Traveling through New England and the Midwest the past months, I enjoyed watching the leaves transform from green to glorious shades of red, orange, and yellow.
But fall has moved swiftly toward winter and most trees are barren now, save the hardiest branches. There is a harsh chill in the air, too, and it's not simply the change in weather. Fear, anxiety, and vitriol have continued to grow in insidious, demoralizing ways. And since the shocking results of the presidential election, we've seen a surge of unchecked hate speech, racism, misogyny, and homophobia in the public sphere. It looks like we have a long, cold winter ahead of us.
Politics is cyclical, like the seasons. Leaders come and go. Abundance inevitably gives way to leanness and vice versa. But the stakes in this transition are dire and we simply cannot slip into complacency or hopelessness. Instead, this period of change invites us (perhaps painfully) to radically reassess our priorities and values, individually and corporately. Are we the shining beacon we claim to be? Will we stand in solidarity with those who now face the brunt of oppressive, tone-deaf leadership, who are barraged by hateful speech and action? Will we scrape below the polite, whitewashed language of national media and, regardless of political affiliation, name the vile sins of racism, sexism, xenophobia, and greed that fuel our unjust and broken political system?
This time of national crisis requires us to stay awake, to call out and challenge rhetoric that erodes our democratic commitment to human dignity, or laws that undermine freedom for all. And as strained as dialogue might seem, this season requires that we deepen our relationships with each other in the midst of seemingly intractable social, economic, and religious differences. We need to be better neighbors on a local and global scale, acknowledging the interconnectedness of every life on our planet. To quote W.H. Auden, 'We must love one another or die.'
Living through trauma and transition is exhausting work, whether it's in the White House, our family, or faith community. How can we maintain the energy we need to be fully present, to play a positive and constructive role in the face of challenges and tension we face?
1. Tend to your spiritual well being. When water becomes scarce, trees put down deeper roots. Patterns of worship, study, and service keep us connected to the Source of love and goodness. Intentional practices of prayer and contemplation help us 'find a quiet center' that brings wisdom and perspective needed to navigate uncharted terrain.
2. Create spaces to practice non-judgmental observation, listening, and reflection within our families, faith communities, and neighborhoods. By curbing the tendency to interrupt or interject our opinions and feedback, we honor the voices of others and the contexts from which they speak. As trust grows through respectful, mutual listening, so does a foundation for constructive dialogue. Disagreement or conflict do not need to end a conversation but invite us to deeper learning, empathy, and communication.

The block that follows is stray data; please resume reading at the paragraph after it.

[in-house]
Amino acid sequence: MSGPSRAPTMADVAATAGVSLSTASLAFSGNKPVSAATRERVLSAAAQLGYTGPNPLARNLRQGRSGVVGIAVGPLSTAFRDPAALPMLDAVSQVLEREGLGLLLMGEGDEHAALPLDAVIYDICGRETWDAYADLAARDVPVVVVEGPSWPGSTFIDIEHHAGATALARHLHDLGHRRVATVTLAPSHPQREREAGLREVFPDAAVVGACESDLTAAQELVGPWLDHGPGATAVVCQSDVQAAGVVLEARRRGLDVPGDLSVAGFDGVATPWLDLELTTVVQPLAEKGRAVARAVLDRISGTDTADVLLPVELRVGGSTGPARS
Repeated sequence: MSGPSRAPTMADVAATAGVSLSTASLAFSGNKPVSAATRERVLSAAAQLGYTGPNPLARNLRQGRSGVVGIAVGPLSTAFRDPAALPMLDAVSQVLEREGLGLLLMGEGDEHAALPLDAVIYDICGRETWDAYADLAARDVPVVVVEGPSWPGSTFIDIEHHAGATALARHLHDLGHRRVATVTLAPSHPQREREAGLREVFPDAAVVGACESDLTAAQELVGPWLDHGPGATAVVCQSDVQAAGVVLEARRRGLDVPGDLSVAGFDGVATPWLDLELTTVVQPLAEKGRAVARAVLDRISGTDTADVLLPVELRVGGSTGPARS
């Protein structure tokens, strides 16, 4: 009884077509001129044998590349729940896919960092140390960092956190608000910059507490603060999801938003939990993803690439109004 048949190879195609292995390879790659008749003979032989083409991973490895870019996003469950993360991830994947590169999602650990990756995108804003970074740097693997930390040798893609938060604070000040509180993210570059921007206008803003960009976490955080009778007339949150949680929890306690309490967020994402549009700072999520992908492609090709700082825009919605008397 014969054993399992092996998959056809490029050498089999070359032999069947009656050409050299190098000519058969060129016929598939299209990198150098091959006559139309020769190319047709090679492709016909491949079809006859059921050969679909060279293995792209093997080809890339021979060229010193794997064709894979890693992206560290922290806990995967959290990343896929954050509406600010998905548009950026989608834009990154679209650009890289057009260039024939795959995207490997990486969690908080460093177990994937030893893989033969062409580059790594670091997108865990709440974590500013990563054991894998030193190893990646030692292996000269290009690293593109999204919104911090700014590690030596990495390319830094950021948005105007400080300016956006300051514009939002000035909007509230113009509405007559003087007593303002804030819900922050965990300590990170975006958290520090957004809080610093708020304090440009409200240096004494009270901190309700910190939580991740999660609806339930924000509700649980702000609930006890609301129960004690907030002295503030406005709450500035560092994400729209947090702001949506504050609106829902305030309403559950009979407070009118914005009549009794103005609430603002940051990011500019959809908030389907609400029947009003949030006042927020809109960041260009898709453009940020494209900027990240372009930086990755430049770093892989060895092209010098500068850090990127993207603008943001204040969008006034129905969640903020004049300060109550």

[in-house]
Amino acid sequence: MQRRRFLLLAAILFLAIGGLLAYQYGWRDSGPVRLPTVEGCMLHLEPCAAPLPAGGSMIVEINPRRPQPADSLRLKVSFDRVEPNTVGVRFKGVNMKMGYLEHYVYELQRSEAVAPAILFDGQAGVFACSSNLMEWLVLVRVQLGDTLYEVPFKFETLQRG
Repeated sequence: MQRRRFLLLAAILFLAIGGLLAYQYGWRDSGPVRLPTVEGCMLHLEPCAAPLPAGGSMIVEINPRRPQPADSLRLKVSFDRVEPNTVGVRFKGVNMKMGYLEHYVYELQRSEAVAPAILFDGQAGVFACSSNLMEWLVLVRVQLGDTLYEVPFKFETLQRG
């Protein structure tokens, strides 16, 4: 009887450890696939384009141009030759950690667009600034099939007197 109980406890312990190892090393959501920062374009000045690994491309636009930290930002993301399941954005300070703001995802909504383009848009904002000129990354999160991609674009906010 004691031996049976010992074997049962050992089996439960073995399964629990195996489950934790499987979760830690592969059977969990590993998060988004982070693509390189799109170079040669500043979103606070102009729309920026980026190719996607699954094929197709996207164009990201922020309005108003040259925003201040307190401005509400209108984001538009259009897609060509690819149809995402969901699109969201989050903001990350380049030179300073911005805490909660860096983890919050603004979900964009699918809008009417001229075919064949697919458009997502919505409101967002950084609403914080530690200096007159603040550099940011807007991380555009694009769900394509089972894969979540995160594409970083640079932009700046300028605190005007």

3. Rather than distract ourselves with the endless chatter of social media and news, or exhaust ourselves through unfocused action, we remain attentive to places where our voices, hands, and resources have tangible impact. Focus on a consistent, daily action that grounds you in the present moment. Find creative ways to leverage your influence, privilege, or finances for the common good. Organize others to lift up or amplify the voices of the marginalized, or stand with communities facing injustice and oppression. For a great list of first steps, here's an excellent blog post by my colleague Emily Scott.
4. Saint Theresa of Calcutta said, 'Don't look for big things, just do small things with great love....The smaller the thing, the greater must be our love.' While we live in a culture that hyper-prioritizes power, privilege, and size, the human heart is where true transformative power lies. When our actions and speech are infused with Divine love, given generously and unconditionally, we subvert the dominant value system. As we look into others' eyes, naming them as beloved children of God regardless of immigration status, race, ethnicity, sexual orientation, gender, gender identity, or political affiliation, the walls of fear and distrust that divide us begin to fall.
Hold tenaciously to hope in the midst of these challenging times, friends, trusting the Holy One 'will guide the future surely as the past.' But, above all, do not be silent or stay still in face of oppression. Empowered people of faith must be present to our changing political life in ways that engender mutual dialogue, peace, healing, and transformation. In the words of a favorite Advent carol, raise your voices in 'hymns of lovingkindness,' and anthems that 'shatter all hatred and blindness.' We need them now more than ever!